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Re: [ontolog-forum] CL, CG, IKL and the relationship between symbols in

To: "Pat Hayes" <phayes@xxxxxxx>
Cc: "[ontolog-forum] " <ontolog-forum@xxxxxxxxxxxxxxxx>
From: "John Black" <JohnBlack@xxxxxxxxxxx>
Date: Sun, 6 Jan 2008 10:13:13 -0500
Message-id: <037e01c85076$a88c7740$6601a8c0@KASHORI001>
I've read some of the references...I'm happy to concede that 'context' may 
be better replaced by several more specific terms, or at least that we 
always make clear that there are many *kinds* of context. And I'll keep 
reading...    (01)

But I'd like to return to one part of this discussion with an example 'from 
the field' rather than my own manufacture. I'd like to get opinions about 
this example as it still troubles me.    (02)

on Sat. Dec. 29, 2007 at 1:04 PM, Pat Hayes wrote:    (03)

> <huge snip>
PH>>>The key point is, what would count as a
>>>'context' for a context-dependent URI?    (04)

In the following example[1], the differing 'contexts' are the different 
web-pages upon which occurrences of a URI appear.    (05)

PH>>> Consider
>>>this scenario. You, sitting at your computer, use a URi to browse an
>>>interesting website, and you send me an email telling me about it and
>>>citing the URI. I then, sitting at my computer, two days later on the
>>>other side of the planet, type that URI into my browser. We expect that
>>>we will see the same website: but what do our two contexts have in
>>>common? It might be almost nothing: the times, places, browsers,
>>>countries, users, OSs, maybe even cultural and linguistic settings, can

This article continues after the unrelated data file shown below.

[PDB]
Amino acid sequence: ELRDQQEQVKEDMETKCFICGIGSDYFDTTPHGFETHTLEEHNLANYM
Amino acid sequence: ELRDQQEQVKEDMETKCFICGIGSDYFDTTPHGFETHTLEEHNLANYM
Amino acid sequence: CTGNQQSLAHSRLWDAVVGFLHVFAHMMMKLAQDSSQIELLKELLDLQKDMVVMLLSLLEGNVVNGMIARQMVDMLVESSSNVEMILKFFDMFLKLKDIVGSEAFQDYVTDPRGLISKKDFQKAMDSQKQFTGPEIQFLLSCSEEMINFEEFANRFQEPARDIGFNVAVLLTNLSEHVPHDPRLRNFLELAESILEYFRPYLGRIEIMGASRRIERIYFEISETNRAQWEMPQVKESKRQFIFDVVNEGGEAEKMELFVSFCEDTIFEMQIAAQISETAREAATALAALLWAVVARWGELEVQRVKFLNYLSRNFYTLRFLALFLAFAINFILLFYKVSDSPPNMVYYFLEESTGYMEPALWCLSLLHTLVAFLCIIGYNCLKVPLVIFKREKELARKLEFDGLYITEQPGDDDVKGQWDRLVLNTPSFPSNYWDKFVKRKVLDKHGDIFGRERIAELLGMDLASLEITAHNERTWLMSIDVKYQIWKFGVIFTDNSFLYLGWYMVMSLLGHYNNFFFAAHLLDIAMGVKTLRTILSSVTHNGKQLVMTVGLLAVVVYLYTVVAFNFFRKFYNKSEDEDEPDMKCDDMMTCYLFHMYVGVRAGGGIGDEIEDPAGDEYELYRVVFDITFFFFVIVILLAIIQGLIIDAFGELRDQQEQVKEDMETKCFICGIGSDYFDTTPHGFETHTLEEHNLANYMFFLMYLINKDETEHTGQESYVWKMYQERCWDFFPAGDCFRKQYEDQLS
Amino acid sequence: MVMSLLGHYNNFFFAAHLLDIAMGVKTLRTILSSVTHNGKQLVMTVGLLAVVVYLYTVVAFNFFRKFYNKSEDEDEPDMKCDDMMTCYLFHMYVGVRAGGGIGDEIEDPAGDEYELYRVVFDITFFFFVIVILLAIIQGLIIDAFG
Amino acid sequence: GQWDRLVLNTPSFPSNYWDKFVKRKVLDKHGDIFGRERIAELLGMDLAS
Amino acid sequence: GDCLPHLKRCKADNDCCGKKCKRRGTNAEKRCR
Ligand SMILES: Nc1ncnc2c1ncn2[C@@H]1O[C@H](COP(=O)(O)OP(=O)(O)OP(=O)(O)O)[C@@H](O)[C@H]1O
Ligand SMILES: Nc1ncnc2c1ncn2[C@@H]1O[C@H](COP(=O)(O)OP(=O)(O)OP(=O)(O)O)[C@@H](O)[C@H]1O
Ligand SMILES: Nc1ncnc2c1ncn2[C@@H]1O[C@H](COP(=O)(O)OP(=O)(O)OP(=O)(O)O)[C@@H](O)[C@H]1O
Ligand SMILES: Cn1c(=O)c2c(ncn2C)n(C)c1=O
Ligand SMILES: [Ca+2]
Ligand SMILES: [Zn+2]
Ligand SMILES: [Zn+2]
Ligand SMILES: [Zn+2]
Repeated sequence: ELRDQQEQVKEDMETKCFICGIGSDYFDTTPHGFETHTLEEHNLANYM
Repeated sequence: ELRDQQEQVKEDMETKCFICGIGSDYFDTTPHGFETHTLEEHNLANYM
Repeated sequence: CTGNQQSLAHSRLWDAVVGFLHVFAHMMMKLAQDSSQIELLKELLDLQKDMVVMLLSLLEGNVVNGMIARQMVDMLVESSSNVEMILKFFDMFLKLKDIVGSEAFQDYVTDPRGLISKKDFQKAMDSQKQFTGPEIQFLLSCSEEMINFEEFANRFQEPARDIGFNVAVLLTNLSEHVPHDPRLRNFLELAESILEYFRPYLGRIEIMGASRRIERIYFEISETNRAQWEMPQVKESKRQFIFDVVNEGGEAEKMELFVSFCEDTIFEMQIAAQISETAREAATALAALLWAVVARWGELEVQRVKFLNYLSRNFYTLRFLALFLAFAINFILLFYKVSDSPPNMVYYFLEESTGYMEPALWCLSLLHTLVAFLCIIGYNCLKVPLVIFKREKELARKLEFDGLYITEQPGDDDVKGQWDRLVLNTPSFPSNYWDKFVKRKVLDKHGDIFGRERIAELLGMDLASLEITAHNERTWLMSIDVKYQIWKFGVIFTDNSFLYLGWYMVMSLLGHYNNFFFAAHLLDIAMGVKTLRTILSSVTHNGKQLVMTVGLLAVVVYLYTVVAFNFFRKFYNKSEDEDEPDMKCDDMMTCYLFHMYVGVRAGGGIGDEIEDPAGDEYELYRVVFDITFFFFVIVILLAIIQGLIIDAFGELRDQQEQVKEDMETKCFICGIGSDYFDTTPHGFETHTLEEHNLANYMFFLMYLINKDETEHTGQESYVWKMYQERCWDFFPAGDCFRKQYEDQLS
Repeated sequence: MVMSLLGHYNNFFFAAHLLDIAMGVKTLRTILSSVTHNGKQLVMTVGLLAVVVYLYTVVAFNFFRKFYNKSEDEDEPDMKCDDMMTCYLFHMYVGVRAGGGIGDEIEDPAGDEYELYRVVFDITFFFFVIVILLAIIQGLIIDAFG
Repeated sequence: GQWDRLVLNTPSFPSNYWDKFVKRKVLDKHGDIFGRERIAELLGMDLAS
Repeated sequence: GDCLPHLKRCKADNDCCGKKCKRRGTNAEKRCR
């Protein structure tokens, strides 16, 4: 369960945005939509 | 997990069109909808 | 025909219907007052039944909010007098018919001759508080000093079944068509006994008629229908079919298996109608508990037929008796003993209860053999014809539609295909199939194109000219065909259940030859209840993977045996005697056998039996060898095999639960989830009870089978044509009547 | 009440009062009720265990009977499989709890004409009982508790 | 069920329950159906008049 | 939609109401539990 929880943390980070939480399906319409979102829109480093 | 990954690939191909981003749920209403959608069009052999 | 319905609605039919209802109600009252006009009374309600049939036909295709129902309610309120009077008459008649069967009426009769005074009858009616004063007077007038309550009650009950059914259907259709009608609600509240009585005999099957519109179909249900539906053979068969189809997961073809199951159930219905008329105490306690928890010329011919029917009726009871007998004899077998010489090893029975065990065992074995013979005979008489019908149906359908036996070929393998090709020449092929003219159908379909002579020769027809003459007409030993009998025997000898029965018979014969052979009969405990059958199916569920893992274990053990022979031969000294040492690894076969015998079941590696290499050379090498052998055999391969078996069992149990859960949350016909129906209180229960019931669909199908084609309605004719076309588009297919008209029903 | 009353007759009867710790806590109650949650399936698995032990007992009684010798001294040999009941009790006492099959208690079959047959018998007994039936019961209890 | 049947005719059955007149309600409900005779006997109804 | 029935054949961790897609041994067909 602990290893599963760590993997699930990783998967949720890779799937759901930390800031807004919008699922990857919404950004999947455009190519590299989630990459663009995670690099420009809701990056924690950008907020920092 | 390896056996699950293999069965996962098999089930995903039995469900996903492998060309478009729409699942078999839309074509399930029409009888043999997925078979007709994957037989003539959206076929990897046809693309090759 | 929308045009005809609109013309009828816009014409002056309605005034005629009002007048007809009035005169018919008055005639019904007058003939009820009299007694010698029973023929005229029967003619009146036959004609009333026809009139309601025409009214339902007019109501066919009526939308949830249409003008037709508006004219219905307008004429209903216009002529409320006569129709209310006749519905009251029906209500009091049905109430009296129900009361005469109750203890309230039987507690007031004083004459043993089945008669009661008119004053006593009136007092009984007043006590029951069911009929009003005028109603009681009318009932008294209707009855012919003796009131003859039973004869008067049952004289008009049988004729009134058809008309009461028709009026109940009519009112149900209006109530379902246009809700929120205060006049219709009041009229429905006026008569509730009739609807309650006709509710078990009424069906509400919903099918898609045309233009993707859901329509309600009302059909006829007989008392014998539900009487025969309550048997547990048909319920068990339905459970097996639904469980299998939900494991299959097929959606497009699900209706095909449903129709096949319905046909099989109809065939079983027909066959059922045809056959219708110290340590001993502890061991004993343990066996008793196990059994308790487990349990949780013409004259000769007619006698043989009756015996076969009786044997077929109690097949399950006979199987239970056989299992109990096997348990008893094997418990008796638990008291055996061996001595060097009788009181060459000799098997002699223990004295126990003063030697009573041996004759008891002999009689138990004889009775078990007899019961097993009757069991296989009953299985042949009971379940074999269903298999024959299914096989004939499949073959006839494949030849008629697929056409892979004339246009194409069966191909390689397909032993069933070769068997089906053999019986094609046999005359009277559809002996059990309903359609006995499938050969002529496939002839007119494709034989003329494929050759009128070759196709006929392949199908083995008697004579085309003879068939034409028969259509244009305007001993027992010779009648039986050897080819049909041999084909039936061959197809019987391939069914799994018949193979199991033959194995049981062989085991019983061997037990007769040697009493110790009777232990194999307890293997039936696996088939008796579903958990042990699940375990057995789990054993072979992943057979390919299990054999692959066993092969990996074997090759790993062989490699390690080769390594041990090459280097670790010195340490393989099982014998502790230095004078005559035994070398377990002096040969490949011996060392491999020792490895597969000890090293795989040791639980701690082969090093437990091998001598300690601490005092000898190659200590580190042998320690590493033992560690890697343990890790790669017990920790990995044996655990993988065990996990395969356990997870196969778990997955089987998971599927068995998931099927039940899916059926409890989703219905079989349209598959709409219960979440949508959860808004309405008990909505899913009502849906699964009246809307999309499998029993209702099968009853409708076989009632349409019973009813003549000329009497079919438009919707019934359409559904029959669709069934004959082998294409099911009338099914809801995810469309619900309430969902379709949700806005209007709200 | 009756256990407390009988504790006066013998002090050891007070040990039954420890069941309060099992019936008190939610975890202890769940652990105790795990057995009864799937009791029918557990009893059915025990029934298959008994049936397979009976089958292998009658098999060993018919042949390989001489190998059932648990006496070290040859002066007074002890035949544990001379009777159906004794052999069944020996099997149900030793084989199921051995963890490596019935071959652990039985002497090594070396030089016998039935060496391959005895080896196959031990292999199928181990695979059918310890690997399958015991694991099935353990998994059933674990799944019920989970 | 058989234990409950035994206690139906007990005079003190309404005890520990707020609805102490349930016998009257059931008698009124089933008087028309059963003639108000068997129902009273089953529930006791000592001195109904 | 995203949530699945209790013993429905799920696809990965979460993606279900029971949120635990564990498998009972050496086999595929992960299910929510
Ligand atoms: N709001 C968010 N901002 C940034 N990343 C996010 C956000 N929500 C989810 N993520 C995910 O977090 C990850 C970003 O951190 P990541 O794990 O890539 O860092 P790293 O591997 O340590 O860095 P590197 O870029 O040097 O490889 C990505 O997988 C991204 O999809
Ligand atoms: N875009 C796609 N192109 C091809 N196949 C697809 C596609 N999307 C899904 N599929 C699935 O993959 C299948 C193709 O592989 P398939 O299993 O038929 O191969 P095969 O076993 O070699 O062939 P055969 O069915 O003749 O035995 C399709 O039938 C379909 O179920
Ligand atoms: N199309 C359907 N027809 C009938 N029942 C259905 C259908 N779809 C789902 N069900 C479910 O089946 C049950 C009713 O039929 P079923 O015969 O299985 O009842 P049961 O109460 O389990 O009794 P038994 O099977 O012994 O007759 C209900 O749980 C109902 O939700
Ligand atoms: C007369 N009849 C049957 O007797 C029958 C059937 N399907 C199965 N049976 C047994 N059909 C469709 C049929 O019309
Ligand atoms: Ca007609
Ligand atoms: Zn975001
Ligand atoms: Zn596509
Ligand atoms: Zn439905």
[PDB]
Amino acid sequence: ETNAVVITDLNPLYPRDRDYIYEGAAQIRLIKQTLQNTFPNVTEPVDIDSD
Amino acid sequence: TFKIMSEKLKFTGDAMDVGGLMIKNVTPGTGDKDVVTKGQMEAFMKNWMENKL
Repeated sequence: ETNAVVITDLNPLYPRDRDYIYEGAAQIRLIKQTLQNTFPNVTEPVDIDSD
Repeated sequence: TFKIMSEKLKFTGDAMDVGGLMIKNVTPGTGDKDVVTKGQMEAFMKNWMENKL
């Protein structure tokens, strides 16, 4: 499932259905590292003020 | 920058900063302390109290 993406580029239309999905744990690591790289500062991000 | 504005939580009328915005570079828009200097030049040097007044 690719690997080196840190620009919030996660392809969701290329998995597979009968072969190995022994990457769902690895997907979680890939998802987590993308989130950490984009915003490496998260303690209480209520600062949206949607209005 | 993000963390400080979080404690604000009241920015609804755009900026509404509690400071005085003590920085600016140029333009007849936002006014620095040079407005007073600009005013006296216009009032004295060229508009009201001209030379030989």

>>>be completely different. It is inherent to the Web that the contexts of
>>>publication and of use of a URI can be arbitrarily different and far
>>>apart on every dimension, yet the URI is supposed to retain its meaning.    (06)

This scenario is not applicable here. We need the following scenario. You, 
sitting at your computer, use URI-A to browse to an interesting web-page 
upon which you see a small graphic, retrieved by an occurrence of URI-CD, 
which refers to an assertion that the web-page you are viewing is written in 
valid XHTML 1.0.    (07)

This is URI-CD:  http://www.w3.org/Icons/valid-xhtml10    (08)

What this URI is intended to denote is this assertion (from the W3C help 
page: http://validator.w3.org/docs/help.html) "To show readers that one has 
taken some care to create an interoperable Web page, a "W3C valid" badge may 
be displayed (here, the "valid XHTML 1.0" badge) on any page that 
validates."    (09)

Now you go to URI-B and see that same graphic, because the author of that 
web-page put an occurrence of URI-CD on his page as well. But this 
occurrence of URI-CD is used by the author of URI-B, to refer to his (author 
of URI-B) claim that URI-B (rather than URI-A) is an "interoperable Web 
page".    (010)

My claim is that the referent of each occurrence of this URI 
http://www.w3.org/lcons/valid-xhtml10 is context-dependent upon the web-page 
upon which it appears. In other words it is essentially indexical: it always
refers to an assertion that "THIS page validates", where *this* changes with 
each occurrence.    (011)

Now the strongest objection to this I can see so far is this: The URI 
denotes a single unique assertion as an uninterpreted whole, a black box, so 
to speak. Any further interpretation of that opaque sentence, as an